ISRO’s First Private Contract For PSLV

Adani Group L&T and BHEL are in the race to build Space Launch Vehicles (PSLV). These three entities are trying to get the contract to build five units of the Indian Space Research Organization (ISRO)’s iconic Polar Satellite Launch Vehicle (PSLV). All three have submitted their bids on 30th July. This is the first time that PSLV contract will be given to someone outside ISRO to build the launch vehicle of a satellite.

Adani L&T PSLV Contract
Gautam Adani

Adani’s consortium also includes Alpha Design, and state-owned entities BEL and BEML. The consortium involving L&T includes public sector aerospace major HAL. Meanwhile, another public sector entity, BHEL, has bid as a single firm.

The New Space India Limited (NSIL) invited the bids. NSIL is a public sector undertaking that operated under the Government’s Department of Space (DoS). It was initially conceived as a commercial arm of ISRO and later given the rights to produce launch vehicles, own satellites, and more.

The New Space India Limited has first called for the Expression of Interest (EOI), to which five entities have responded. However, following its issuance of the Request for Proposal (RFP), three entities have already submitted bids following the RFP three weeks ago.

NSIL’s chairperson and Managing Director Radhakrishnan D said, “Techno-commercial evaluation is underway, after which the bids will begin. We expect the entire process to be completed in a few months, and cannot further at this point of time”.

One source said, the contract is expected to be awarded by the end of this year and selected entity will be the licensed manufacturer. ISRO has always worked closely with the industry. Over 150 industries, large and small, contribute launch vehicles to any PSLV launch. This is the first time a private industry will entirely make the launch vehicle.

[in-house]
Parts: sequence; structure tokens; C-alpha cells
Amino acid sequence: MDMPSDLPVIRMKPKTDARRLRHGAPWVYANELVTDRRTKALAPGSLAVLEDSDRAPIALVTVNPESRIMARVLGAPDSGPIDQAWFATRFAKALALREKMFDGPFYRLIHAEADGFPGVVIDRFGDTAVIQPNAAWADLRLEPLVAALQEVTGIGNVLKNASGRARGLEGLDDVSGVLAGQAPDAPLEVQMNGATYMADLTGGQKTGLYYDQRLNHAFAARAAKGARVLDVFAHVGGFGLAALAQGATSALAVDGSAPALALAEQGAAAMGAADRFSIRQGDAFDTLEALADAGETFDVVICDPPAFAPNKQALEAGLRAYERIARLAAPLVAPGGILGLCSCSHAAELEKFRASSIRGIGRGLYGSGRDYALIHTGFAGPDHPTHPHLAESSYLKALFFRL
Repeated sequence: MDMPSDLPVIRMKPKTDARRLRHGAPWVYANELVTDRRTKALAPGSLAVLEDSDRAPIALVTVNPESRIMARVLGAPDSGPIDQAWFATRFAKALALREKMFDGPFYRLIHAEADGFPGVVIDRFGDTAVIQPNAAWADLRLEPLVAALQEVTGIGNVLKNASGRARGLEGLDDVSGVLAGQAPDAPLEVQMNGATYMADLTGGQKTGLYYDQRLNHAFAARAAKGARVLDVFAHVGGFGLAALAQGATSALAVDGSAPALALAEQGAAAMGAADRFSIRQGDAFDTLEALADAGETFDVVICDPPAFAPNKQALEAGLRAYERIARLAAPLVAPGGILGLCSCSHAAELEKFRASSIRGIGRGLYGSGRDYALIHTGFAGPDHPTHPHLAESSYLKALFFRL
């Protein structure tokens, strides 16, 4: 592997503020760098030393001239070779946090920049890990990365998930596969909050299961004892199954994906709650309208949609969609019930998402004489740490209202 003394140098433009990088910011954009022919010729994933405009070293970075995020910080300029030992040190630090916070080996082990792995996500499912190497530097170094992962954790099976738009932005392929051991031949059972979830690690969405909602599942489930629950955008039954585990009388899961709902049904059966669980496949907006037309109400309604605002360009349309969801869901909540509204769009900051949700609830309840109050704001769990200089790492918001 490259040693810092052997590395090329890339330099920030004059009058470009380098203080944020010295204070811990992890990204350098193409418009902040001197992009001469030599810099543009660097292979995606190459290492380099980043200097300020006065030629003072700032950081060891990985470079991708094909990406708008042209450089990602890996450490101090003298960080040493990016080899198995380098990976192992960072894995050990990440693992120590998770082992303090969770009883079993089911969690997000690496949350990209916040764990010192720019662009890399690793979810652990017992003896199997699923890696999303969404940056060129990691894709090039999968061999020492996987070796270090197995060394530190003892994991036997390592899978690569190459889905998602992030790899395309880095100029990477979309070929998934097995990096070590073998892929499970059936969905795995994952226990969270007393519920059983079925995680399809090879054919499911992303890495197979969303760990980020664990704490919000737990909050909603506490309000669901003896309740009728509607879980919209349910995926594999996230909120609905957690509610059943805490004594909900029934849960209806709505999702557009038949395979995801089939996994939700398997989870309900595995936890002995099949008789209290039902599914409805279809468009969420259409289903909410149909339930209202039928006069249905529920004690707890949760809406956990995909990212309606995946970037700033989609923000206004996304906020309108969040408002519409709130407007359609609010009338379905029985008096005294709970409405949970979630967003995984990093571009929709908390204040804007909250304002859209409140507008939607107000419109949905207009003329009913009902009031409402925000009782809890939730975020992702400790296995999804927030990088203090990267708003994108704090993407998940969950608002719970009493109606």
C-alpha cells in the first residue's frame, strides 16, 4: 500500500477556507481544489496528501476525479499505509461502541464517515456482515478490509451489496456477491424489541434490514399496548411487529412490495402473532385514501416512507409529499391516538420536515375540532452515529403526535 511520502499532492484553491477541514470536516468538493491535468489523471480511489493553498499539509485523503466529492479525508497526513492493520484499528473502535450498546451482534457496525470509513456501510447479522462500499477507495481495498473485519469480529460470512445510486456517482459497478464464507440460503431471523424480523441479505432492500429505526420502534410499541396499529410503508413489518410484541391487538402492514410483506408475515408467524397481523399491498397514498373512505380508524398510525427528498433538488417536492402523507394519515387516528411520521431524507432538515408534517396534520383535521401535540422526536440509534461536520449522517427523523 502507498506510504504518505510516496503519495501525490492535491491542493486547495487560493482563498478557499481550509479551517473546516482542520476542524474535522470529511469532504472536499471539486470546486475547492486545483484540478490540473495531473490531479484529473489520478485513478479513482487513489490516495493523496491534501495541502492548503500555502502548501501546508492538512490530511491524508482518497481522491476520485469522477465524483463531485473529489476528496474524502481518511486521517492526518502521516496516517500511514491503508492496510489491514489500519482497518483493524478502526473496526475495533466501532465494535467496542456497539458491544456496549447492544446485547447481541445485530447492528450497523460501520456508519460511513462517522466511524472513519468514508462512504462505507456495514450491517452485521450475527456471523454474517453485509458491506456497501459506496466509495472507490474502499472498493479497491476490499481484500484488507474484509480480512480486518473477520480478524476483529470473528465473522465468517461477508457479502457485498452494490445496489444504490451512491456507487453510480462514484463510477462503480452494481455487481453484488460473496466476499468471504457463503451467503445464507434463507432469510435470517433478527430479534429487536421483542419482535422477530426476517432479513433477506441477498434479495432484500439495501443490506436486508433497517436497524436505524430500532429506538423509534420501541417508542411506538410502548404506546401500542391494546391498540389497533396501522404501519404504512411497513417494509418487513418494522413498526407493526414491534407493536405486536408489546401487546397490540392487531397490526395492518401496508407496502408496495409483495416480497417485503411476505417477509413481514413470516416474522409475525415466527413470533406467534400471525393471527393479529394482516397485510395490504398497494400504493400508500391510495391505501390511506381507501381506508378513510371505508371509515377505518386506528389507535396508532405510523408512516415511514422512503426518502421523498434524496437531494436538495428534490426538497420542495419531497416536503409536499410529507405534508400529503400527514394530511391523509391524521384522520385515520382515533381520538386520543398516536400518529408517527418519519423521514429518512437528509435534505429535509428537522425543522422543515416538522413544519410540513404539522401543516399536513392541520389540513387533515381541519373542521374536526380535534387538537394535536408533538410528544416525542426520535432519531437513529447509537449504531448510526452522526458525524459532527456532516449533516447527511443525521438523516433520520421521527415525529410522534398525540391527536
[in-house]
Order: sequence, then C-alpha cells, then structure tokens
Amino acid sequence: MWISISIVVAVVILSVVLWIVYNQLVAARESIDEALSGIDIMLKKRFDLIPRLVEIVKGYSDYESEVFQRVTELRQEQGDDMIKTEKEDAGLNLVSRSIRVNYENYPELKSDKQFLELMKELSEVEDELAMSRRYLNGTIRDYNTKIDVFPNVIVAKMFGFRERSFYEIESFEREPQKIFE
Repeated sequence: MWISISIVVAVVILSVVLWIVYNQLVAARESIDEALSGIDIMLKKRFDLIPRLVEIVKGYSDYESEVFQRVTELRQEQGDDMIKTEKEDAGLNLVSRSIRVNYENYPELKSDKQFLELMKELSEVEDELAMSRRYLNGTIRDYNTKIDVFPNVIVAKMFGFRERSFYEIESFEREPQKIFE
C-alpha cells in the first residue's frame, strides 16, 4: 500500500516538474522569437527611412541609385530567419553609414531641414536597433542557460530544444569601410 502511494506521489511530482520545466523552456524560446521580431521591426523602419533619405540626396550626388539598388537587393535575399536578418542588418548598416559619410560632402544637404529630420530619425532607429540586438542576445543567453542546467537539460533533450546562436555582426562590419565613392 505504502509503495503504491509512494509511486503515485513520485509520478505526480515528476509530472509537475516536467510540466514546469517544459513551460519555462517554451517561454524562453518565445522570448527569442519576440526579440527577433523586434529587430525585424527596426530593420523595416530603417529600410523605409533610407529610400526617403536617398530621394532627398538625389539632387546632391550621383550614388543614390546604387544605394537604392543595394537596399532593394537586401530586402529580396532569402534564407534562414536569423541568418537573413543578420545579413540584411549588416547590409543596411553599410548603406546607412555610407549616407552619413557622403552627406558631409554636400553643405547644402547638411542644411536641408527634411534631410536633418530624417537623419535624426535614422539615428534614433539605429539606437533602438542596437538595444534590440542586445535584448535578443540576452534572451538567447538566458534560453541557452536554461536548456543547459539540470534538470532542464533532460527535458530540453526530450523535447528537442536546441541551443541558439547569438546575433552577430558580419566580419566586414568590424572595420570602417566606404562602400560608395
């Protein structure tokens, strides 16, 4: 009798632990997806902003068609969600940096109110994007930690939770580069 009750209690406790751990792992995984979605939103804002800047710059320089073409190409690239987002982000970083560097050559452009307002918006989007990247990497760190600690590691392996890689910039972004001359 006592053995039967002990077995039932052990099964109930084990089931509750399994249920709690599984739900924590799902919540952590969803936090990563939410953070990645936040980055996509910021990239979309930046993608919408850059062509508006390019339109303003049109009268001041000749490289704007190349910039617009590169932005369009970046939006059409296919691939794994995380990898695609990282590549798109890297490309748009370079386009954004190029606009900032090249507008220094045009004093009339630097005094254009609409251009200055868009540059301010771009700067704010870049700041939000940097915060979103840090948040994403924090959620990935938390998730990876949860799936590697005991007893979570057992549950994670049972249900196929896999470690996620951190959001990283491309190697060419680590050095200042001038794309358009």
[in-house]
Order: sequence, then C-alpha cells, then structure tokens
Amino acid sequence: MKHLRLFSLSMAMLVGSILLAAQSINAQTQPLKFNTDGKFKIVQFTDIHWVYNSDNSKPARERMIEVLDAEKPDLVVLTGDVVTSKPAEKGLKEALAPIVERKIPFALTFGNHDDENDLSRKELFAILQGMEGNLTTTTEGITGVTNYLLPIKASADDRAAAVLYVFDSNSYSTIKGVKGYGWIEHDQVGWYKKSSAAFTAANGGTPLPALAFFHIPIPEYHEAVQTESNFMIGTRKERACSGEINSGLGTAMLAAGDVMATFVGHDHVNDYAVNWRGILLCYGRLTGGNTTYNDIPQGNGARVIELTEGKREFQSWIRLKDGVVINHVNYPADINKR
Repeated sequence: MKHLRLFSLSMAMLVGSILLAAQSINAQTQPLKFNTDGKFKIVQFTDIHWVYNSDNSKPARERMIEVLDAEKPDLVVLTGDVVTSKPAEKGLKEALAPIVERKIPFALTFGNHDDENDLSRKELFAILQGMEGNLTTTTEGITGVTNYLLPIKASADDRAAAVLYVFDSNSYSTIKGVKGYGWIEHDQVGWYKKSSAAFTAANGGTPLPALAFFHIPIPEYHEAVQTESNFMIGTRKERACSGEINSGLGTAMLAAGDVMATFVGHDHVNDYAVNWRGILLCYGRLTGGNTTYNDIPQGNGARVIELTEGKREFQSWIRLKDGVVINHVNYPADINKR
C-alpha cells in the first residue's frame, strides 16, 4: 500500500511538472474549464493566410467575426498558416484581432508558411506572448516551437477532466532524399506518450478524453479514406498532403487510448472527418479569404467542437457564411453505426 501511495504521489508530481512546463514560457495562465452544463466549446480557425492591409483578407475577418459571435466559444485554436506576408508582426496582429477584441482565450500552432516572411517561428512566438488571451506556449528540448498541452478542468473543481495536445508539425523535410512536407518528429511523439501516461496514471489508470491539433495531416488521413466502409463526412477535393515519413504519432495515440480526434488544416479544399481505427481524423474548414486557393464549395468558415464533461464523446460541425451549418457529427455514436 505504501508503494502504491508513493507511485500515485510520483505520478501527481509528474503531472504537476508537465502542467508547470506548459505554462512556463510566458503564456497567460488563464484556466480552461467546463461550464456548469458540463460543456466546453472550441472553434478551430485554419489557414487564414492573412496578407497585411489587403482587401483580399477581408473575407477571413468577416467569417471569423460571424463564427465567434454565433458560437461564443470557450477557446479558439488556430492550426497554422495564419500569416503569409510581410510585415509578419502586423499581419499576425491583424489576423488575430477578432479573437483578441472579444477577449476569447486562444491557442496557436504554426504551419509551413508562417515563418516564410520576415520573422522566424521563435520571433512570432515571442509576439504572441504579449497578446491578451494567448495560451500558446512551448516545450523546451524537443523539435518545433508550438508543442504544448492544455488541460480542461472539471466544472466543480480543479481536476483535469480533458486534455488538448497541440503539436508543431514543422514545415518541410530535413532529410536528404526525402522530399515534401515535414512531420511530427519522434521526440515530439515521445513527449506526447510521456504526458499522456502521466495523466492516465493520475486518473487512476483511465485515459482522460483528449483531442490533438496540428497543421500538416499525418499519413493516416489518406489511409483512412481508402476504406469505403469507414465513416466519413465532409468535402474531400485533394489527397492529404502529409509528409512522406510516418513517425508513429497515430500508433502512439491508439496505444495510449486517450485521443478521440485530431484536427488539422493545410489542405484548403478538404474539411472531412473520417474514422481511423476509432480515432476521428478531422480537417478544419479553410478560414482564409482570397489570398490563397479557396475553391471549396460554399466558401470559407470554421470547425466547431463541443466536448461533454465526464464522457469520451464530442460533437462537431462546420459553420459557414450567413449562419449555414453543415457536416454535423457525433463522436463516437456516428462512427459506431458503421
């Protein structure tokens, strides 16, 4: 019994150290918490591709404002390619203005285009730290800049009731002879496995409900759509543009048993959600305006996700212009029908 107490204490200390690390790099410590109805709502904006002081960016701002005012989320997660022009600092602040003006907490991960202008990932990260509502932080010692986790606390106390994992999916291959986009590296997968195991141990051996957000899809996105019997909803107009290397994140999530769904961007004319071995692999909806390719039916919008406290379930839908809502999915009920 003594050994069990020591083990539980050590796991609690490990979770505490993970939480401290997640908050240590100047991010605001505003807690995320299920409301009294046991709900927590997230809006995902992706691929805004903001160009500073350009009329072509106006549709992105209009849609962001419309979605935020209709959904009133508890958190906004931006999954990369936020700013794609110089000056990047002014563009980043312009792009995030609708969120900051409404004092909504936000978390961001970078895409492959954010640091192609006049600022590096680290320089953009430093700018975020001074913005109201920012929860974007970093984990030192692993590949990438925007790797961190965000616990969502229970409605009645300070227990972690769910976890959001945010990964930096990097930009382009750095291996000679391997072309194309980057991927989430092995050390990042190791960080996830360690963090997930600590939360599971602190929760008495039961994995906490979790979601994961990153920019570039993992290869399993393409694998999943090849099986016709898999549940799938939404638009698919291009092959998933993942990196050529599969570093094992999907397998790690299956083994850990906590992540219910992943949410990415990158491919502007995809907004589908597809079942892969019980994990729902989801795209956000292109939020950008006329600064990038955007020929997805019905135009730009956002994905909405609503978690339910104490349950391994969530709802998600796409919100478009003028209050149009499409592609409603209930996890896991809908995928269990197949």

According to DoS, this contract will not only give a boost to the government’s Make-in-India initiative but will also be ramping up ISRO’s ability to launch more satellites every year.

In 1993, PSLV had its first flight. The Indian space agency’s Polar Satellite Launch Vehicle has completed over 50 Indian launch missions and 222 foreign satellites over 25 years. The launch vehicle has proven its capability repeatedly, so much so that international clients have been queuing up to put their smaller satellites into orbit using the PSLV. This is not surprising, given that a PSLV trip is far more affordable than those on launch vehicles from other countries.

NSIL has plans of investing around Rs 10,000 crore over the next five years. The PSU, which has paid-up capital of Rs 10 crore and an authorized capital of Rs 100 crore, was allocated Rs 700 crore by the Centre in the 2021-22 budget.

In 2019-20, NSIL earned a revenue of around Rs 300 crore and while the official figures for 2020-21 are not out yet, the company was confident of more than Rs 300 crore.

By Bindu Kumari

Spread the love

Leave a Reply

Your email address will not be published. Required fields are marked *